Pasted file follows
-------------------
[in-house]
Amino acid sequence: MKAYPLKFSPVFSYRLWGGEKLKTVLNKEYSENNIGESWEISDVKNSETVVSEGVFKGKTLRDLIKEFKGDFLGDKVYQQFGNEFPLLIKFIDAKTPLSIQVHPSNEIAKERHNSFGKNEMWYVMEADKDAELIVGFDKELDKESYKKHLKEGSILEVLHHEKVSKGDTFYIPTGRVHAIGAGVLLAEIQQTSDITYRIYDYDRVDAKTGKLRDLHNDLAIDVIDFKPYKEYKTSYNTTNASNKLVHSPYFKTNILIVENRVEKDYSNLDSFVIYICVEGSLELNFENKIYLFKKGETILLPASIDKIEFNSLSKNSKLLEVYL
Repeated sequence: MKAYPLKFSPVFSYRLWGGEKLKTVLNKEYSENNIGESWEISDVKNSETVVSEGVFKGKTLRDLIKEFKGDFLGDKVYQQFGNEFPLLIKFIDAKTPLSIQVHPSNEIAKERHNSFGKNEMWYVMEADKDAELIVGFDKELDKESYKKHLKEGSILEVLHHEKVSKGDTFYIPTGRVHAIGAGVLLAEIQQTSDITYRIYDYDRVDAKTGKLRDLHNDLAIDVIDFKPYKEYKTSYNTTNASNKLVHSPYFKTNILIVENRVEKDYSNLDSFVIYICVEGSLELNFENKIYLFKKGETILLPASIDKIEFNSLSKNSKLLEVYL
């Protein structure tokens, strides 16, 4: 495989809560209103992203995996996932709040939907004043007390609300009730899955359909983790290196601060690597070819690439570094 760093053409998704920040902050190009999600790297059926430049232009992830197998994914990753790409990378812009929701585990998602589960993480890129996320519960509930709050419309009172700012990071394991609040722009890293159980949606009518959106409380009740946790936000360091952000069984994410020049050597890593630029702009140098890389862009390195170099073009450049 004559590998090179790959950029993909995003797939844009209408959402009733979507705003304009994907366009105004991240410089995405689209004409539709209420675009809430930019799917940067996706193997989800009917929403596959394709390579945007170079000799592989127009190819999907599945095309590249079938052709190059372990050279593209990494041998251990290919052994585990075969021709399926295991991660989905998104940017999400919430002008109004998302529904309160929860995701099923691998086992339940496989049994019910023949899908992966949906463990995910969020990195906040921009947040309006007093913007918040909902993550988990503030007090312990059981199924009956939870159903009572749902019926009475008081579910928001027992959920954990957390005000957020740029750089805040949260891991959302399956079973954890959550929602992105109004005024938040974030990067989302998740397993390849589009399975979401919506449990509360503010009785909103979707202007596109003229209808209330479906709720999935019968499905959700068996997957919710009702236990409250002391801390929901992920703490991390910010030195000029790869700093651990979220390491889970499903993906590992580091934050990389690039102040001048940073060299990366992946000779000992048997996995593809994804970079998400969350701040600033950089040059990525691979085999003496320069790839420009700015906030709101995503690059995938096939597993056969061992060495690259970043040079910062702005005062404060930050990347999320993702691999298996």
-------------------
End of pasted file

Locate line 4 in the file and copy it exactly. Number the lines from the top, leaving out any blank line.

């Protein structure tokens, strides 16, 4: 495989809560209103992203995996996932709040939907004043007390609300009730899955359909983790290196601060690597070819690439570094 760093053409998704920040902050190009999600790297059926430049232009992830197998994914990753790409990378812009929701585990998602589960993480890129996320519960509930709050419309009172700012990071394991609040722009890293159980949606009518959106409380009740946790936000360091952000069984994410020049050597890593630029702009140098890389862009390195170099073009450049 004559590998090179790959950029993909995003797939844009209408959402009733979507705003304009994907366009105004991240410089995405689209004409539709209420675009809430930019799917940067996706193997989800009917929403596959394709390579945007170079000799592989127009190819999907599945095309590249079938052709190059372990050279593209990494041998251990290919052994585990075969021709399926295991991660989905998104940017999400919430002008109004998302529904309160929860995701099923691998086992339940496989049994019910023949899908992966949906463990995910969020990195906040921009947040309006007093913007918040909902993550988990503030007090312990059981199924009956939870159903009572749902019926009475008081579910928001027992959920954990957390005000957020740029750089805040949260891991959302399956079973954890959550929602992105109004005024938040974030990067989302998740397993390849589009399975979401919506449990509360503010009785909103979707202007596109003229209808209330479906709720999935019968499905959700068996997957919710009702236990409250002391801390929901992920703490991390910010030195000029790869700093651990979220390491889970499903993906590992580091934050990389690039102040001048940073060299990366992946000779000992048997996995593809994804970079998400969350701040600033950089040059990525691979085999003496320069790839420009700015906030709101995503690059995938096939597993056969061992060495690259970043040079910062702005005062404060930050990347999320993702691999298996």